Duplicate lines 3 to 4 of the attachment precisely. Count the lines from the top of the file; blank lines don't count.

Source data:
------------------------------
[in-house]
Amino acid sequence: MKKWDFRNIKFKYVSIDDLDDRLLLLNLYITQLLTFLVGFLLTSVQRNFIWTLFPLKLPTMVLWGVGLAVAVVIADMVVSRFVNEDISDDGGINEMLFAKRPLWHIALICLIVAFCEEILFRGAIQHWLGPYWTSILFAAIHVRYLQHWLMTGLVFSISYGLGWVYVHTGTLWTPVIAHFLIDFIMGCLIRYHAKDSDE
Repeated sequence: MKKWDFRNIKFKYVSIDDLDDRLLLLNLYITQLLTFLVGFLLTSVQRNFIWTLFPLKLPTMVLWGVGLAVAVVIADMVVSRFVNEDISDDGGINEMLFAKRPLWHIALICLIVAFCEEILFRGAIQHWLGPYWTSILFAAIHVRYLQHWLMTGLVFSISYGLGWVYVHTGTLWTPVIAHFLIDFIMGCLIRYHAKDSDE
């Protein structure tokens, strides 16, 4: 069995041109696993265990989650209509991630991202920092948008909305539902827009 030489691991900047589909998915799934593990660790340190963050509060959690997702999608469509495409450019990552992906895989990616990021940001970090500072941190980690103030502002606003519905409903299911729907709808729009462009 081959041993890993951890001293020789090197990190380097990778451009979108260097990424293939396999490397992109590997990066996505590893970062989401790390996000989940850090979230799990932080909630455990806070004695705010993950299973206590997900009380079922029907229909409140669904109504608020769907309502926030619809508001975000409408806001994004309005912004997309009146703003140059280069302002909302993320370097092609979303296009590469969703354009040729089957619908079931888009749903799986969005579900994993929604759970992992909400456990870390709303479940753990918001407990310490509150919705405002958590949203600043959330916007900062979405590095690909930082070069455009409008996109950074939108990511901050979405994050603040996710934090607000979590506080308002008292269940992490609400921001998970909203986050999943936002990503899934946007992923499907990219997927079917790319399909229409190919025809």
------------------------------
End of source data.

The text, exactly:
Repeated sequence: MKKWDFRNIKFKYVSIDDLDDRLLLLNLYITQLLTFLVGFLLTSVQRNFIWTLFPLKLPTMVLWGVGLAVAVVIADMVVSRFVNEDISDDGGINEMLFAKRPLWHIALICLIVAFCEEILFRGAIQHWLGPYWTSILFAAIHVRYLQHWLMTGLVFSISYGLGWVYVHTGTLWTPVIAHFLIDFIMGCLIRYHAKDSDE
């Protein structure tokens, strides 16, 4: 069995041109696993265990989650209509991630991202920092948008909305539902827009 030489691991900047589909998915799934593990660790340190963050509060959690997702999608469509495409450019990552992906895989990616990021940001970090500072941190980690103030502002606003519905409903299911729907709808729009462009 081959041993890993951890001293020789090197990190380097990778451009979108260097990424293939396999490397992109590997990066996505590893970062989401790390996000989940850090979230799990932080909630455990806070004695705010993950299973206590997900009380079922029907229909409140669904109504608020769907309502926030619809508001975000409408806001994004309005912004997309009146703003140059280069302002909302993320370097092609979303296009590469969703354009040729089957619908079931888009749903799986969005579900994993929604759970992992909400456990870390709303479940753990918001407990310490509150919705405002958590949203600043959330916007900062979405590095690909930082070069455009409008996109950074939108990511901050979405994050603040996710934090607000979590506080308002008292269940992490609400921001998970909203986050999943936002990503899934946007992923499907990219997927079917790319399909229409190919025809």